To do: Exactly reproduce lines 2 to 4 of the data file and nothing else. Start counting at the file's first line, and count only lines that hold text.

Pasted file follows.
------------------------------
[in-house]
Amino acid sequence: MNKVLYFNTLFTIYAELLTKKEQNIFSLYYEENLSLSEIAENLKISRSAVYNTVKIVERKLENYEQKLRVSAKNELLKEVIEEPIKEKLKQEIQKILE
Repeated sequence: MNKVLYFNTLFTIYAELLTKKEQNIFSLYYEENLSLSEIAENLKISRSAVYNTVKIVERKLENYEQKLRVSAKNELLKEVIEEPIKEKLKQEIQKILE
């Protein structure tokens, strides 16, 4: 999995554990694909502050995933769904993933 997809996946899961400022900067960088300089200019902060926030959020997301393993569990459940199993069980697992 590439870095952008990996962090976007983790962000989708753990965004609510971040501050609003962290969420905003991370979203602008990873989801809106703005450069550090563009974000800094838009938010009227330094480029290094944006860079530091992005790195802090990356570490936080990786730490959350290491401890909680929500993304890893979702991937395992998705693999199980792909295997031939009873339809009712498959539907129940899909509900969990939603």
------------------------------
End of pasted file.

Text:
Amino acid sequence: MNKVLYFNTLFTIYAELLTKKEQNIFSLYYEENLSLSEIAENLKISRSAVYNTVKIVERKLENYEQKLRVSAKNELLKEVIEEPIKEKLKQEIQKILE
Repeated sequence: MNKVLYFNTLFTIYAELLTKKEQNIFSLYYEENLSLSEIAENLKISRSAVYNTVKIVERKLENYEQKLRVSAKNELLKEVIEEPIKEKLKQEIQKILE
């Protein structure tokens, strides 16, 4: 999995554990694909502050995933769904993933 997809996946899961400022900067960088300089200019902060926030959020997301393993569990459940199993069980697992 590439870095952008990996962090976007983790962000989708753990965004609510971040501050609003962290969420905003991370979203602008990873989801809106703005450069550090563009974000800094838009938010009227330094480029290094944006860079530091992005790195802090990356570490936080990786730490959350290491401890909680929500993304890893979702991937395992998705693999199980792909295997031939009873339809009712498959539907129940899909509900969990939603």